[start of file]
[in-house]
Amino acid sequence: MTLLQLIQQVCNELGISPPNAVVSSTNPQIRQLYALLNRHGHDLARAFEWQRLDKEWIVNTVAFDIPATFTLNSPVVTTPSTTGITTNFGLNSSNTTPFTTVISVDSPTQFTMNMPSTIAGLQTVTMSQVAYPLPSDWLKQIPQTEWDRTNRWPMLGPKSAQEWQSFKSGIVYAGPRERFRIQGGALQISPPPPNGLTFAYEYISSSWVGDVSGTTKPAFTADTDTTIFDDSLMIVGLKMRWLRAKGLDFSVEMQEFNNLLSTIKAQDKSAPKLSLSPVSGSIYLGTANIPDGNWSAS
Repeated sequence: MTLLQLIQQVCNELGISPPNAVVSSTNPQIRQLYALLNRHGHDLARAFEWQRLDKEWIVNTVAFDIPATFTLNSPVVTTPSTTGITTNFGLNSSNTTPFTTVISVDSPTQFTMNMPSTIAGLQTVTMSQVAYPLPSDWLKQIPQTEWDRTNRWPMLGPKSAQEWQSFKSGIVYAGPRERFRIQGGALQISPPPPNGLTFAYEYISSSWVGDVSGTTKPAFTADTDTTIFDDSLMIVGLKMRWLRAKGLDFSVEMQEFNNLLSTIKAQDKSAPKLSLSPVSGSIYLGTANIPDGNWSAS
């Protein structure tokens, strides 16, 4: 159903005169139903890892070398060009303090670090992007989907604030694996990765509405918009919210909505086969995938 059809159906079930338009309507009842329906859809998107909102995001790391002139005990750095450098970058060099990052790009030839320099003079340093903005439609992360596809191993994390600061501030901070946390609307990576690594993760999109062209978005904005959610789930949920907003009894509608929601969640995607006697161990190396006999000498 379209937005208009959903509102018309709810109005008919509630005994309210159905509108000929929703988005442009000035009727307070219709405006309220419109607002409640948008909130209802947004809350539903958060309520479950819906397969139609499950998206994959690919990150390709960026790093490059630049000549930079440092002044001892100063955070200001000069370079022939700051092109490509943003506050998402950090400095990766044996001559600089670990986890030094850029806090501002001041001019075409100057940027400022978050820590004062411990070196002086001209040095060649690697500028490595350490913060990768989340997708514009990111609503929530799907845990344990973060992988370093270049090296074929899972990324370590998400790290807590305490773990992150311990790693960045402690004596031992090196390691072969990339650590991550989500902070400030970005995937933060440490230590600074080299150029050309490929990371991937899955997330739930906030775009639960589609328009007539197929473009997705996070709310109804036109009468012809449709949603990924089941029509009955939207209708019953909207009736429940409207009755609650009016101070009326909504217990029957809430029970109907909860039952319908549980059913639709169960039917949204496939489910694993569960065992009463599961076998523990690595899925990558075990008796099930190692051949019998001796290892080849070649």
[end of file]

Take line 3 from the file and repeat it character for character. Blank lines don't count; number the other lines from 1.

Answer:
Repeated sequence: MTLLQLIQQVCNELGISPPNAVVSSTNPQIRQLYALLNRHGHDLARAFEWQRLDKEWIVNTVAFDIPATFTLNSPVVTTPSTTGITTNFGLNSSNTTPFTTVISVDSPTQFTMNMPSTIAGLQTVTMSQVAYPLPSDWLKQIPQTEWDRTNRWPMLGPKSAQEWQSFKSGIVYAGPRERFRIQGGALQISPPPPNGLTFAYEYISSSWVGDVSGTTKPAFTADTDTTIFDDSLMIVGLKMRWLRAKGLDFSVEMQEFNNLLSTIKAQDKSAPKLSLSPVSGSIYLGTANIPDGNWSAS